Day in Rock Report for 04/28/2017
Today's Day in Rock Stories
The two Journey cofounders worked together again last year with Santana IV and Schon plays on Rolie's forthcoming solo album, and Gregg hinted at them working together in the context of Journey in an interview with Radio.com ahead of the induction ceremony.
The topic came up first when Rolie was asked why he didn't jam with Journey when they played a show with Santana IV last year. He responded, "Well, I'm not quite sure other than there's a couple of guys; I'm not in the band. Neal wanted me to do that, and I wanted to do it, and I think it would be tremendous for fans, but there was a couple guys that voted no.
"And so that's the way it went. I think it's a shame. People would've loved to have seen everybody on that stage gelling together. That's what I got into doing this for, and having it be otherwise is kind of silly. I don't know the reasoning, I don't care about it. If that's what it is, that's what it is.
"Neal and I will do more stuff, and that's really where it's at. Remember, between Herbie Herbert and Neal Schon, that's who started this band. It's always been Neal's band." Read morehere.
The 15-track album, which follows their two part "House Of Gold & Bones" release was produced by Jay Ruston (Anthrax/Steel Panther) and was recorded at the Sphere Studios in North Hollywood, CA.
Stone Sour will be promoting the release this summer when they hit the road with Korn for The Serenity of Summer Tour. Read morehere.
The band took to social media to describe their latest single, writing, "This is the strangest song blink have ever recorded. It's in 6/8 time. It's aggressive & one of our favorites from the deluxe because of it."
The deluxe edition tracklisting features 11 new songs. The original album came out in July last year. See the band's full tweet and stream the brand new trackhere.
Billed as "take 9", The Guardian describes this version as "pretty stripped back, and it features some trippy voices echoing around towards the end ("I feel it, I feel it, oh baby now I feel it … Gotta be free now"). Then there's a brief conversation between John Lennon and Paul McCartney about singing technique, and some bits where Paul has run out of breath."
The revamped and expanded project will be available as CD, 2CD, 2LP, 6-disc Super Deluxe Edition and digital packages, all featuring a new stereo mix by Giles Martin and Sam Okell following the original work by the legendary George Martin.
"It's crazy to think that 50 years later," says McCartney, "we are looking back on this project with such fondness and a little bit of amazement at how four guys, a great producer and his engineers could make such a lasting piece of art." Listen to the trackhere.
The reunion of original frontman Axl Rose, lead guitarist Slash and bassist Duff McKagan has so far grossed $230 million since it was launched in April of last year.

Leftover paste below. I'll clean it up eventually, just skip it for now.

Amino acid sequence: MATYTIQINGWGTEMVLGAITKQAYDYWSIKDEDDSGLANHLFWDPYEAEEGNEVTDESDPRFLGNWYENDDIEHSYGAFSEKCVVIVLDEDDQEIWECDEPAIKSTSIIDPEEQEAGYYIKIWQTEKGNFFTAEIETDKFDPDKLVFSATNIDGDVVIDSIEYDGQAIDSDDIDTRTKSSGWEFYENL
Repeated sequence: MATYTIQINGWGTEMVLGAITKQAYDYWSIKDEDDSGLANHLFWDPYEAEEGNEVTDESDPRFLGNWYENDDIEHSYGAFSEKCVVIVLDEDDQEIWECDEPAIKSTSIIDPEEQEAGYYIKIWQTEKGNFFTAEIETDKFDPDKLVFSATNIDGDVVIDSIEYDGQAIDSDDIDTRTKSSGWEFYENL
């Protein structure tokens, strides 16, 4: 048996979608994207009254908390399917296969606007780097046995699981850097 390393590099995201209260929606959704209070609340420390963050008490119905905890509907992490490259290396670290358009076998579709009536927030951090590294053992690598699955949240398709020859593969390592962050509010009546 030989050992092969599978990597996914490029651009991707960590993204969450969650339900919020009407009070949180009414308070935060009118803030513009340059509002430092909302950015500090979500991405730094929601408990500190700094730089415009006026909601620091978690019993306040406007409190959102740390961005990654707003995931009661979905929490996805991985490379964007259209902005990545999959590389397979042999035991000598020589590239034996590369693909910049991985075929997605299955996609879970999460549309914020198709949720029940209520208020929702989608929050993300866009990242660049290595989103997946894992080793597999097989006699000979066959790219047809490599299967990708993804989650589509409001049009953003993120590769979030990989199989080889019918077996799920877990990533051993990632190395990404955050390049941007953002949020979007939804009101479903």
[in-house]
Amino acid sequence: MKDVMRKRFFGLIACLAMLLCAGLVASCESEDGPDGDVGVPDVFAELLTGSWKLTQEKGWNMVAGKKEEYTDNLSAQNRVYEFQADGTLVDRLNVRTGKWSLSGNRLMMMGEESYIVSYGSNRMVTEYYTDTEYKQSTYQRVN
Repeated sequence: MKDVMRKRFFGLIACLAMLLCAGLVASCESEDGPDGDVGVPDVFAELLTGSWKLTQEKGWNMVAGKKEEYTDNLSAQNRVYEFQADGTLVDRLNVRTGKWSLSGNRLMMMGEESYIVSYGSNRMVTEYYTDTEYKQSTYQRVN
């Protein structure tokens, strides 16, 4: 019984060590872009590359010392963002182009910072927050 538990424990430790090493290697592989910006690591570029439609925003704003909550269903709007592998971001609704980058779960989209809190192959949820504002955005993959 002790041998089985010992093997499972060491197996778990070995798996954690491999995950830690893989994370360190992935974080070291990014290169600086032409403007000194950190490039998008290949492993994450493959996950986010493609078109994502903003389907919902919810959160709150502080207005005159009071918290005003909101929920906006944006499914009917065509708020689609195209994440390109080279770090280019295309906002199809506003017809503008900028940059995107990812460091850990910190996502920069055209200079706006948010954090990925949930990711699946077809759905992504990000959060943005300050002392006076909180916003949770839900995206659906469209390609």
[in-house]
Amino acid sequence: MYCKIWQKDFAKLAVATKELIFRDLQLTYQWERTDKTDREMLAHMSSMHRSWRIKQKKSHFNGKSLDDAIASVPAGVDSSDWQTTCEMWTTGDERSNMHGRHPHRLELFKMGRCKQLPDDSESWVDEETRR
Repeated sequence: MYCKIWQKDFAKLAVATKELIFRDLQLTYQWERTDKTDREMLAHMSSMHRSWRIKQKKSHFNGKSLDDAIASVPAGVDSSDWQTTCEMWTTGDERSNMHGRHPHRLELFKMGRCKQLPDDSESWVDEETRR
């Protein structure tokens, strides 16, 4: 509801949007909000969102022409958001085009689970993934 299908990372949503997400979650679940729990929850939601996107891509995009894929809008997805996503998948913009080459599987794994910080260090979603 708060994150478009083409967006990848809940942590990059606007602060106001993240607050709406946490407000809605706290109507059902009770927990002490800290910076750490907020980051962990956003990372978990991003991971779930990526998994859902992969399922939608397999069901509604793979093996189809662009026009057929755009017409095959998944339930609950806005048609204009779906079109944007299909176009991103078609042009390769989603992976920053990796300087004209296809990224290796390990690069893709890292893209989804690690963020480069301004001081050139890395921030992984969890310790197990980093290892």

The first North American leg alone, which played stadiums last summer, sold over one million tickets and grossed $116.8 million, according to Billboard. Read their reporthere.
"Just a young gun with a quick fuse, I was uptight, wanna let loose," frontman Dan Reynolds sings as the track opens. "I was dreaming of bigger things, and wanna leave my own life behind.
"Not a yes sir, not a follower, fit the box, fit the mold, have a seat in the foyer, take a number, I was lightning before the thunder." Check out a stream of the songhere.
"We started off a very long time ago in London trying to play clubs, and those clubs were jazz clubs," said Mick Jagger, as he accepted "Album of the Year" honors alongside bandmates Ronnie Wood and Charlie Watts. "We used to try and play these jazz clubs and they used to kick us out for playing blues. So this sort of feels full-circle."
Later, as he collected the Stones' prize for Blues Artist of the Year, Jagger admitted that he initially had reservations about releasing Blue & Lonesome. "We were making another record, and we made [Blue & Lonesome] sort of in between," he said. "[The record label] were the ones that said, 'This sounds really great. We want to put it out.... Everyone's going to love it.'" Read morehere.
The preteen bassist is talented by all accounts, but it still raises the question: "Is this really necessary?" There are plenty of grown-up bassists who don't need school permission to join Korn on a nu-metal tour of Latin America, but then again. "We're having fun! He's having a great time," Korn guitarist James 'Munky' Shaffer told NME. 'His dad's out here with us, just hanging out, shootin' the s---- and catching up. [Tye] knows like 17, 18 Korn songs, and he knows them really well--it's crazy. All the stops, and the breaks' it's crazy to see somebody that young so talented. He's gonna be a professional musician, and to know that at that early of an age is just inspiring."
You might wonder if a 12-year-old would feel a bit out-of-place on the road with guys in their mid- and late 40s. Tye, who was born in 2005, seems to be adjusting to his newfound fame like a pro.
"When we go to the shows, he's got people wanting his picture and his autograph - he's a little overwhelmed, but he's handling himself just like his dad, which is cool, collected and modest," Shaffer said. Read morehere.
The record will be the band's first LP since their critically acclaimed 2013 release Bankrupt! According to the band, the new effort is, "an album about simple pure emotions: love, desire, lust and innocence.
"It's also a record about our European, Latin roots, a fantasized version of Italy: a lost paradise made of eternal Roman summers (hyper-light, hyper-clarity, pistachio gelato), juke-boxes on the beach, Monica Vitti and Marcello Mastroiani, fearless desire and Antique marble statues." Listen to the new songhere.
Birdy, Passion & Long Walk Home have been Half-Speed Remastered and cut to lacquers at 45RPM to deliver maximum dynamic range in the sound. Birdy and Long Walk Home are released across 2 x heavyweight LPs whilst Passion is on 3 x heavyweight LPs with music on five sides and a special etching on the sixth side. The vinyl was cut by Matt Colton at Alchemy Mastering, mastered by Tony Cousins at Metropolis and overseen by Peter's main sound engineer Richard Chappell.
This is the first time that Long Walk Home has been available on vinyl. Gatefold sleeves utilize imagery from the original LPs + additional film stills and all images are newly re-scanned. Contains a download card with a choice of digital download (Hi-Res 24bit or 16bit). Limited Editions and Numbered. Read morehere.
"I didn't know he was going to be a rockstar. I knew he was going to be a musician," Virginia told Colbert. "I knew really earlier he was going to be an entertainer. I have a feeling that some of you [entertainers] have it in your blood somewhere that you just start out being goofy, silly and making people laugh."
Along with reviewing teacher's comment on Dave's sixth grade report card, the Grohls also spoke about how the loss of his bandmate Kurt Cobain affected them as a family.